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Crater monitoring through social media observations
I. Gialampoukidis, S. Vrochidis and I. Kompatsiaris
Centre for Research and Technology Hellas, Information Technologies Institute (CERTH-ITI), Thessaloniki, Greece
E-mail: {heliasgj, stefanos, ikom}
Lunar craters have attracted the attention of not only
scientists but also citizens. Modern high-resolution
cameras with zoom capabilities allow citizens to cap-
ture and share pictures of the Moon in Social Media
platforms, such as Twitter. We have collected 69 pic-
tures of the Moon, from 01-01-2017 to 17-04-2017,
that have been uploaded on Twitter and have been as-
sociated with the keyword #crater. The lunar pictures
are indexed using SIFT descriptors and are then clus-
tered using density-based approaches to group them
into the automatically detected levels of zoom.
1. Introduction
The automatic detection and classification of lunar
craters have been one of the most important challenges
among lunar experts. Several approaches have been
proposed [7] to detect or count craters, in order to as-
sist and accelerate the classification of space images.
Crater shapes are changing in time and their transition
to a more complex morphology has been investigated
[5]. Other approaches involve the extraction of visual
descriptors that are based on the Hough transform for
the detection and counting of craters [3]. Contrary to
the use of lunar catalogues of optical images [6], we
propose in this work the monitoring of crater activity
through social media observations.
2. Methodology and Results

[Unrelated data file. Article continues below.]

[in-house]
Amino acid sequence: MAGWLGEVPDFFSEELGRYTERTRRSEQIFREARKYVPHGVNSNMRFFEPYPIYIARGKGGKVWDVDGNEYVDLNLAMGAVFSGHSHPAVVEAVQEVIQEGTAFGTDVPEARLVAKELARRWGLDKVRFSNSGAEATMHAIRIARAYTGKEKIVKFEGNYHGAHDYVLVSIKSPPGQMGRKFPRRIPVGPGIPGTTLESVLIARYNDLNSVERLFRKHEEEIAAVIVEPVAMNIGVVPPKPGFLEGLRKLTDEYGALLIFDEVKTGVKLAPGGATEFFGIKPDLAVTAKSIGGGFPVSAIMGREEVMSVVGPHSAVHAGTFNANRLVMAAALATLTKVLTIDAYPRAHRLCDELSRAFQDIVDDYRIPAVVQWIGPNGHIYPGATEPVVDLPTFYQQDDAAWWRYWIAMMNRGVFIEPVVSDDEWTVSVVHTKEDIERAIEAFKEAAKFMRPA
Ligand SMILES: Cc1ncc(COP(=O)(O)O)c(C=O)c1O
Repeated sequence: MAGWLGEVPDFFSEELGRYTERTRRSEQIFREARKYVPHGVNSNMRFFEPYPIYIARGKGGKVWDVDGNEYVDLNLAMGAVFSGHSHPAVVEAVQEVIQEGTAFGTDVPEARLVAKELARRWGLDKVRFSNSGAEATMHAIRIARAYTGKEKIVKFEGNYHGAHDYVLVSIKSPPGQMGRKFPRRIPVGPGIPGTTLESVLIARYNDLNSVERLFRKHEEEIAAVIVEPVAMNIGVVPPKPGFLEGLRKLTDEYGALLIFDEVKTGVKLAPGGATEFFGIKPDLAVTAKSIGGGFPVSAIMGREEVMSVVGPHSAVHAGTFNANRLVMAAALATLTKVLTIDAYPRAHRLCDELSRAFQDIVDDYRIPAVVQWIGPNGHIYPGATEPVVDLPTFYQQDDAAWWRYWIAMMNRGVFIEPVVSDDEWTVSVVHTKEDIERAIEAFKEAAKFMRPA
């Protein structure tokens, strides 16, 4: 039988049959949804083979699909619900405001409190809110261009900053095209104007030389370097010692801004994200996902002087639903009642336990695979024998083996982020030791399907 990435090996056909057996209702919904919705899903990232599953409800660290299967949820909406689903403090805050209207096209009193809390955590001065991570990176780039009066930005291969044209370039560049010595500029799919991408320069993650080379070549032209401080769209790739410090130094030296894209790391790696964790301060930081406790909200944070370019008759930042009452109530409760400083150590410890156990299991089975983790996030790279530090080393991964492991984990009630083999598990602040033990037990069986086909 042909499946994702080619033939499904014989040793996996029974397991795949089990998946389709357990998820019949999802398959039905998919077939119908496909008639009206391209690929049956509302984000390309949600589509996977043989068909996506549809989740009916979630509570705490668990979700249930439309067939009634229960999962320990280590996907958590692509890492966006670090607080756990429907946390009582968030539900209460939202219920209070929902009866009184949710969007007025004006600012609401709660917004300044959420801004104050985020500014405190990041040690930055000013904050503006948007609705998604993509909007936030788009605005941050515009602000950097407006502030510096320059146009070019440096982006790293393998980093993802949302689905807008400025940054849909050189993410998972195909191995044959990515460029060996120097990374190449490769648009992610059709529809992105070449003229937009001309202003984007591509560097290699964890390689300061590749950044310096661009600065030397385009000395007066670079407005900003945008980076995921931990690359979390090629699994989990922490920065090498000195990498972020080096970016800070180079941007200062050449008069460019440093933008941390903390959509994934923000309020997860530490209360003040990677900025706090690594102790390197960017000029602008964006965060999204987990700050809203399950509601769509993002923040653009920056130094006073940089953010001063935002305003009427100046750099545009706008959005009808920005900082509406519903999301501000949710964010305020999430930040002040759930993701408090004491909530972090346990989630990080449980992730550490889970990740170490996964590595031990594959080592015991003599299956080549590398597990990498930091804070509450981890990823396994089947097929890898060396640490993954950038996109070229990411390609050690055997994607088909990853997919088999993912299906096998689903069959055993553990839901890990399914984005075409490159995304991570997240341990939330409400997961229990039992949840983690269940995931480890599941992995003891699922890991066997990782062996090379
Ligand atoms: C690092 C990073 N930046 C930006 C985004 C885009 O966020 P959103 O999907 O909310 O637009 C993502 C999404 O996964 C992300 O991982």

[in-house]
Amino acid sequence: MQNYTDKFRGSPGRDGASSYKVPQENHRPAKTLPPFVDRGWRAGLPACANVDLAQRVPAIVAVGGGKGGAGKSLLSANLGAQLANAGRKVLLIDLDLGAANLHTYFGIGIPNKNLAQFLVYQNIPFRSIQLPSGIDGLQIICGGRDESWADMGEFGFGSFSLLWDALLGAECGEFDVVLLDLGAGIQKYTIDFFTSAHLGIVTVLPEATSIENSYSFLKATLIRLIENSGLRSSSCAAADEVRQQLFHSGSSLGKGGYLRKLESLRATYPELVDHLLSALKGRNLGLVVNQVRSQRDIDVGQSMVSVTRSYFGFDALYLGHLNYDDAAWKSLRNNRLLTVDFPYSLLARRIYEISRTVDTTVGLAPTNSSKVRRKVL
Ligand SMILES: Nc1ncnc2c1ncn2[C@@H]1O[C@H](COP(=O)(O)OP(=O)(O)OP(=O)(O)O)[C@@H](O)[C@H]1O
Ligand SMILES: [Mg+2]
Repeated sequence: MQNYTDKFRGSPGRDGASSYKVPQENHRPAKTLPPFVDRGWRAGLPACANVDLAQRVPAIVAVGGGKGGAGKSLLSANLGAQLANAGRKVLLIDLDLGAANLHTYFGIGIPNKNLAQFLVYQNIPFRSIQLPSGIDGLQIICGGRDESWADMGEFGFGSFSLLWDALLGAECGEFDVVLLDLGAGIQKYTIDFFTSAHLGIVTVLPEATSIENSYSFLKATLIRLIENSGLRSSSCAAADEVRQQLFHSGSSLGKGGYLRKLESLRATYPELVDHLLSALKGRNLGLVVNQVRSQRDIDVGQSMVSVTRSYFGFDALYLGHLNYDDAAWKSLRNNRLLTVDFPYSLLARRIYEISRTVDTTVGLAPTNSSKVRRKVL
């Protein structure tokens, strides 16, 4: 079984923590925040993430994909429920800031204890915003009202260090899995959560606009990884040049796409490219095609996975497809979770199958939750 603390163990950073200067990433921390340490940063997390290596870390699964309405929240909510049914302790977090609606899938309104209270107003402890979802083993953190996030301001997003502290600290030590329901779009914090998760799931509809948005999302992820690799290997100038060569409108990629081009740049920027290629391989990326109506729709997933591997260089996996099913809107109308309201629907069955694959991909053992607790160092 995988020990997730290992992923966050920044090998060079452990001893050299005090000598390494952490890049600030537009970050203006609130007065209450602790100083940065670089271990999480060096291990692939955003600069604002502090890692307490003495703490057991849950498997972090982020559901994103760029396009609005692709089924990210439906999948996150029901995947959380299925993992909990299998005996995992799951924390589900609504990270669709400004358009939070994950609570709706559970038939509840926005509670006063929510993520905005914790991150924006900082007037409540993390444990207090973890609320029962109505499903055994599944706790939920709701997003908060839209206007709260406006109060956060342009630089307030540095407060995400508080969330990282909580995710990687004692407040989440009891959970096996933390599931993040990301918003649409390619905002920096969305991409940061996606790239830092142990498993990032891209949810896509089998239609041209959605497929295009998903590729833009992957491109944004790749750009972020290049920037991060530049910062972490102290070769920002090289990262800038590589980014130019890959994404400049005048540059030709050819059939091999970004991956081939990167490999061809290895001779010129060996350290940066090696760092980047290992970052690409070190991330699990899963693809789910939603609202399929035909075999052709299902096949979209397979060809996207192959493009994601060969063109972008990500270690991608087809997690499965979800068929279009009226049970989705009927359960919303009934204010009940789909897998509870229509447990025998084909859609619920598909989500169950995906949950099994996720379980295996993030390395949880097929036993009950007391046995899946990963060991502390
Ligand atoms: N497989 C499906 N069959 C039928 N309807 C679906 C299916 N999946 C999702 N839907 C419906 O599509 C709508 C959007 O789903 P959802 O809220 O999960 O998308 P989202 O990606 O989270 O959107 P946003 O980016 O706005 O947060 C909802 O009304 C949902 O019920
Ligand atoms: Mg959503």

We crawled from the Twitter API169 pictures of the
Moon, from 01-01-2017 to 17-04-2017, in response to
the keyword #crater. In Table 1 we present the number
of pictures per month and the daily coverage:
Daily coverage =number of pictures per month
number of days per month
From each crawled Twitter image, we extract salient
points using the Lip-vireo2tool, in order to index
all images using SIFT descriptors [4]. The Bag-
of-Visual-Words representation is followed [2] using
term frequency - inverse document frequency (tf-idf)
scores, using a visual vocabulary of 100 visual words,
obtained by k-means clustering with 30 iterations to
ensure convergence in the visual vocabulary creation.
Table 1: Uploaded pictures per month.
Month Pictures Daily Coverage
January 23 74.19%
February 19 67.86%
March 16 51.61%
April (1st-17th) 11 64.70%
After the indexing of each image, an OPTICS reach-
ability plot [1] is employed to visualize the cluster
structure, i.e. the number of clusters and the optimal
density level. The OPTICS reachability plot indicates
that the dataset has two density-connected groups of
pictures (clusters), which are extracted at the density
level = 0.05, while a lower bound for the number of
pictures per cluster is minP ts = 5. The adoption of a
density-based clustering approach allows the presence
of noise in the dataset and does not require a priori
knowledge of the number of clusters. In Figure 1 we